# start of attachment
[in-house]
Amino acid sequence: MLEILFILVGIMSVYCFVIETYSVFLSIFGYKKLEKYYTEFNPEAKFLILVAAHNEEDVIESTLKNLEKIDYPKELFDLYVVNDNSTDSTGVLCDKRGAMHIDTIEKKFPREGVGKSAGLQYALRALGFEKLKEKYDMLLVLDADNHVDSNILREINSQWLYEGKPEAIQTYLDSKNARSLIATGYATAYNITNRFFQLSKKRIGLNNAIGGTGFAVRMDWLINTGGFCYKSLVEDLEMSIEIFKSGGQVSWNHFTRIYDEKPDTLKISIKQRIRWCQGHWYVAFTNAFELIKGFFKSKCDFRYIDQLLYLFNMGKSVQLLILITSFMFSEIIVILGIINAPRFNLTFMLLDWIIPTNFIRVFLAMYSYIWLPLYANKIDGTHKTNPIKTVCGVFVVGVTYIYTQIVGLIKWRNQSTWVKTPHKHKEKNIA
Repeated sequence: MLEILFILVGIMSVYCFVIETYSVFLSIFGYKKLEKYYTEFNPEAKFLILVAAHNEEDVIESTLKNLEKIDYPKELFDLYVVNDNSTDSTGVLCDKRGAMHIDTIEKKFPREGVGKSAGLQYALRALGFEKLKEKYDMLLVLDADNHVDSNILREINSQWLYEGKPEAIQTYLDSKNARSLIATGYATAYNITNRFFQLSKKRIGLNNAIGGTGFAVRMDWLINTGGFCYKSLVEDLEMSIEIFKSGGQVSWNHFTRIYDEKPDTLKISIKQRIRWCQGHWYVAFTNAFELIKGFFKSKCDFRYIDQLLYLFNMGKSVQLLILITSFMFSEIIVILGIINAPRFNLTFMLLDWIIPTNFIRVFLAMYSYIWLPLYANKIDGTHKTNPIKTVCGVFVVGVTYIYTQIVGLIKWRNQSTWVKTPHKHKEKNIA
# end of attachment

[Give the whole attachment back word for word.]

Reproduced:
[in-house]
Amino acid sequence: MLEILFILVGIMSVYCFVIETYSVFLSIFGYKKLEKYYTEFNPEAKFLILVAAHNEEDVIESTLKNLEKIDYPKELFDLYVVNDNSTDSTGVLCDKRGAMHIDTIEKKFPREGVGKSAGLQYALRALGFEKLKEKYDMLLVLDADNHVDSNILREINSQWLYEGKPEAIQTYLDSKNARSLIATGYATAYNITNRFFQLSKKRIGLNNAIGGTGFAVRMDWLINTGGFCYKSLVEDLEMSIEIFKSGGQVSWNHFTRIYDEKPDTLKISIKQRIRWCQGHWYVAFTNAFELIKGFFKSKCDFRYIDQLLYLFNMGKSVQLLILITSFMFSEIIVILGIINAPRFNLTFMLLDWIIPTNFIRVFLAMYSYIWLPLYANKIDGTHKTNPIKTVCGVFVVGVTYIYTQIVGLIKWRNQSTWVKTPHKHKEKNIA
Repeated sequence: MLEILFILVGIMSVYCFVIETYSVFLSIFGYKKLEKYYTEFNPEAKFLILVAAHNEEDVIESTLKNLEKIDYPKELFDLYVVNDNSTDSTGVLCDKRGAMHIDTIEKKFPREGVGKSAGLQYALRALGFEKLKEKYDMLLVLDADNHVDSNILREINSQWLYEGKPEAIQTYLDSKNARSLIATGYATAYNITNRFFQLSKKRIGLNNAIGGTGFAVRMDWLINTGGFCYKSLVEDLEMSIEIFKSGGQVSWNHFTRIYDEKPDTLKISIKQRIRWCQGHWYVAFTNAFELIKGFFKSKCDFRYIDQLLYLFNMGKSVQLLILITSFMFSEIIVILGIINAPRFNLTFMLLDWIIPTNFIRVFLAMYSYIWLPLYANKIDGTHKTNPIKTVCGVFVVGVTYIYTQIVGLIKWRNQSTWVKTPHKHKEKNIA